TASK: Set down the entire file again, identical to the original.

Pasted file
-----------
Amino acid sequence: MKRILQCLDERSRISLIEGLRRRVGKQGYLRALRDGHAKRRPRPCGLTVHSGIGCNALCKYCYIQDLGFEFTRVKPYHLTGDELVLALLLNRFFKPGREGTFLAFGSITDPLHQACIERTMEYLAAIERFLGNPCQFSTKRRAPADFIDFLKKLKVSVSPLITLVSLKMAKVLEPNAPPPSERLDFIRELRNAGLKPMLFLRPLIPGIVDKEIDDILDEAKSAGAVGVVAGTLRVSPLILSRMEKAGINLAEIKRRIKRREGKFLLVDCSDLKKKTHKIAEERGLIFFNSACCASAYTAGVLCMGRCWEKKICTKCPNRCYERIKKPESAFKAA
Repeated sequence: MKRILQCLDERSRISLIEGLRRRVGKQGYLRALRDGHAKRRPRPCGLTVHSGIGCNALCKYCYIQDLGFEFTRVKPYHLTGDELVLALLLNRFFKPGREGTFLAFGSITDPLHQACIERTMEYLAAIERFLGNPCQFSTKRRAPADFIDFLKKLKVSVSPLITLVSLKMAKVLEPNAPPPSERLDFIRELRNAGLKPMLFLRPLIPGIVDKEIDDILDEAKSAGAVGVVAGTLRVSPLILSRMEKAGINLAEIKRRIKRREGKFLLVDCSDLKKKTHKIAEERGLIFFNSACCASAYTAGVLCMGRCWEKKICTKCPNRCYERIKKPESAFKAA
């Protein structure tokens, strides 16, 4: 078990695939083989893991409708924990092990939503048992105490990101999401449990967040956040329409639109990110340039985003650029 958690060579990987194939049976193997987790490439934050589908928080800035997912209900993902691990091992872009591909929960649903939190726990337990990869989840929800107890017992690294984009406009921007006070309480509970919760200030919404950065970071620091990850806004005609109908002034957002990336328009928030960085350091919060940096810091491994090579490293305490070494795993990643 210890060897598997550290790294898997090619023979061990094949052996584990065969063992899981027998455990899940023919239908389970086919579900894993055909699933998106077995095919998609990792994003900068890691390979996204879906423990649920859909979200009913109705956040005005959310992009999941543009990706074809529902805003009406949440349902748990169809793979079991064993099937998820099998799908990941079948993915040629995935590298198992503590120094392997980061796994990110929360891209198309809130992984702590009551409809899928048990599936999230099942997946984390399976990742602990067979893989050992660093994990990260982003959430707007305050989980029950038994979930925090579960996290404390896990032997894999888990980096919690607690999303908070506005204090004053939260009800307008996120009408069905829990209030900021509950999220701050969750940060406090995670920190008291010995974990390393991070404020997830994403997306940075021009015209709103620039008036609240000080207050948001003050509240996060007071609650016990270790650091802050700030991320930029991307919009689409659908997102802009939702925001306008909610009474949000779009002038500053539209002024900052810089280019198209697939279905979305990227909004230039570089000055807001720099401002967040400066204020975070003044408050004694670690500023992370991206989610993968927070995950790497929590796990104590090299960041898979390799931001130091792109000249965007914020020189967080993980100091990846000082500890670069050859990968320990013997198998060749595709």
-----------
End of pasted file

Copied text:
Amino acid sequence: MKRILQCLDERSRISLIEGLRRRVGKQGYLRALRDGHAKRRPRPCGLTVHSGIGCNALCKYCYIQDLGFEFTRVKPYHLTGDELVLALLLNRFFKPGREGTFLAFGSITDPLHQACIERTMEYLAAIERFLGNPCQFSTKRRAPADFIDFLKKLKVSVSPLITLVSLKMAKVLEPNAPPPSERLDFIRELRNAGLKPMLFLRPLIPGIVDKEIDDILDEAKSAGAVGVVAGTLRVSPLILSRMEKAGINLAEIKRRIKRREGKFLLVDCSDLKKKTHKIAEERGLIFFNSACCASAYTAGVLCMGRCWEKKICTKCPNRCYERIKKPESAFKAA
Repeated sequence: MKRILQCLDERSRISLIEGLRRRVGKQGYLRALRDGHAKRRPRPCGLTVHSGIGCNALCKYCYIQDLGFEFTRVKPYHLTGDELVLALLLNRFFKPGREGTFLAFGSITDPLHQACIERTMEYLAAIERFLGNPCQFSTKRRAPADFIDFLKKLKVSVSPLITLVSLKMAKVLEPNAPPPSERLDFIRELRNAGLKPMLFLRPLIPGIVDKEIDDILDEAKSAGAVGVVAGTLRVSPLILSRMEKAGINLAEIKRRIKRREGKFLLVDCSDLKKKTHKIAEERGLIFFNSACCASAYTAGVLCMGRCWEKKICTKCPNRCYERIKKPESAFKAA
């Protein structure tokens, strides 16, 4: 078990695939083989893991409708924990092990939503048992105490990101999401449990967040956040329409639109990110340039985003650029 958690060579990987194939049976193997987790490439934050589908928080800035997912209900993902691990091992872009591909929960649903939190726990337990990869989840929800107890017992690294984009406009921007006070309480509970919760200030919404950065970071620091990850806004005609109908002034957002990336328009928030960085350091919060940096810091491994090579490293305490070494795993990643 210890060897598997550290790294898997090619023979061990094949052996584990065969063992899981027998455990899940023919239908389970086919579900894993055909699933998106077995095919998609990792994003900068890691390979996204879906423990649920859909979200009913109705956040005005959310992009999941543009990706074809529902805003009406949440349902748990169809793979079991064993099937998820099998799908990941079948993915040629995935590298198992503590120094392997980061796994990110929360891209198309809130992984702590009551409809899928048990599936999230099942997946984390399976990742602990067979893989050992660093994990990260982003959430707007305050989980029950038994979930925090579960996290404390896990032997894999888990980096919690607690999303908070506005204090004053939260009800307008996120009408069905829990209030900021509950999220701050969750940060406090995670920190008291010995974990390393991070404020997830994403997306940075021009015209709103620039008036609240000080207050948001003050509240996060007071609650016990270790650091802050700030991320930029991307919009689409659908997102802009939702925001306008909610009474949000779009002038500053539209002024900052810089280019198209697939279905979305990227909004230039570089000055807001720099401002967040400066204020975070003044408050004694670690500023992370991206989610993968927070995950790497929590796990104590090299960041898979390799931001130091792109000249965007914020020189967080993980100091990846000082500890670069050859990968320990013997198998060749595709």